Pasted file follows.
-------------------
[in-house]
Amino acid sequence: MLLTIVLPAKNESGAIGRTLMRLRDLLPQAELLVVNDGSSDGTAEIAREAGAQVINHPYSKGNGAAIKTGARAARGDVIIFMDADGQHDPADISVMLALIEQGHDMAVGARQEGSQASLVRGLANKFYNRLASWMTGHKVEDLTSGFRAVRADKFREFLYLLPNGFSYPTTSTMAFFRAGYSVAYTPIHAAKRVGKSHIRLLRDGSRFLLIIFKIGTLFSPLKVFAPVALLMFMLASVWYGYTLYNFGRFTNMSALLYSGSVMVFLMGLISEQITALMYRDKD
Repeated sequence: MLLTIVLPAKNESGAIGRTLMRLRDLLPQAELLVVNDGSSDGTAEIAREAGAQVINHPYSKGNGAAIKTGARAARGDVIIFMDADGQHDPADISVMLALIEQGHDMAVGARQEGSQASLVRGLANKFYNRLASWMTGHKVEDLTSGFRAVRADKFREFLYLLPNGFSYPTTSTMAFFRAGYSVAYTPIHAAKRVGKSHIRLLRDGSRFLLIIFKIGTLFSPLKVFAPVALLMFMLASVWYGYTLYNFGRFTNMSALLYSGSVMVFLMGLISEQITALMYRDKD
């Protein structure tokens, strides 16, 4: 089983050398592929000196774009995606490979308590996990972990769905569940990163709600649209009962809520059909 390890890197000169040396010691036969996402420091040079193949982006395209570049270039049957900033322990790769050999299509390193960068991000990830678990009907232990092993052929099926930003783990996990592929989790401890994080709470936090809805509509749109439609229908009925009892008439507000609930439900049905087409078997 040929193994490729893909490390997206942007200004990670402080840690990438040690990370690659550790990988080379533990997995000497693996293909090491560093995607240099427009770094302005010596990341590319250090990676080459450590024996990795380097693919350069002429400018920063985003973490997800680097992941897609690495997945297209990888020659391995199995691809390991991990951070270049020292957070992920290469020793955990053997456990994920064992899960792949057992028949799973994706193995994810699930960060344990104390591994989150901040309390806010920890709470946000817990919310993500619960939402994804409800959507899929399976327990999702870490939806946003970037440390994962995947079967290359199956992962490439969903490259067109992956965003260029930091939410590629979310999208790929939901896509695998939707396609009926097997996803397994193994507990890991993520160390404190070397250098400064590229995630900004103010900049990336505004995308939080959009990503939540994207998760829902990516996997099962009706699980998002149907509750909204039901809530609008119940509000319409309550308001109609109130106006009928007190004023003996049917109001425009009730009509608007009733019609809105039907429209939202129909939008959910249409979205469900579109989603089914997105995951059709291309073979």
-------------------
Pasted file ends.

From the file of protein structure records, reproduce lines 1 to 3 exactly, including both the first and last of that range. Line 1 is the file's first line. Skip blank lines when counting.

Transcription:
[in-house]
Amino acid sequence: MLLTIVLPAKNESGAIGRTLMRLRDLLPQAELLVVNDGSSDGTAEIAREAGAQVINHPYSKGNGAAIKTGARAARGDVIIFMDADGQHDPADISVMLALIEQGHDMAVGARQEGSQASLVRGLANKFYNRLASWMTGHKVEDLTSGFRAVRADKFREFLYLLPNGFSYPTTSTMAFFRAGYSVAYTPIHAAKRVGKSHIRLLRDGSRFLLIIFKIGTLFSPLKVFAPVALLMFMLASVWYGYTLYNFGRFTNMSALLYSGSVMVFLMGLISEQITALMYRDKD
Repeated sequence: MLLTIVLPAKNESGAIGRTLMRLRDLLPQAELLVVNDGSSDGTAEIAREAGAQVINHPYSKGNGAAIKTGARAARGDVIIFMDADGQHDPADISVMLALIEQGHDMAVGARQEGSQASLVRGLANKFYNRLASWMTGHKVEDLTSGFRAVRADKFREFLYLLPNGFSYPTTSTMAFFRAGYSVAYTPIHAAKRVGKSHIRLLRDGSRFLLIIFKIGTLFSPLKVFAPVALLMFMLASVWYGYTLYNFGRFTNMSALLYSGSVMVFLMGLISEQITALMYRDKD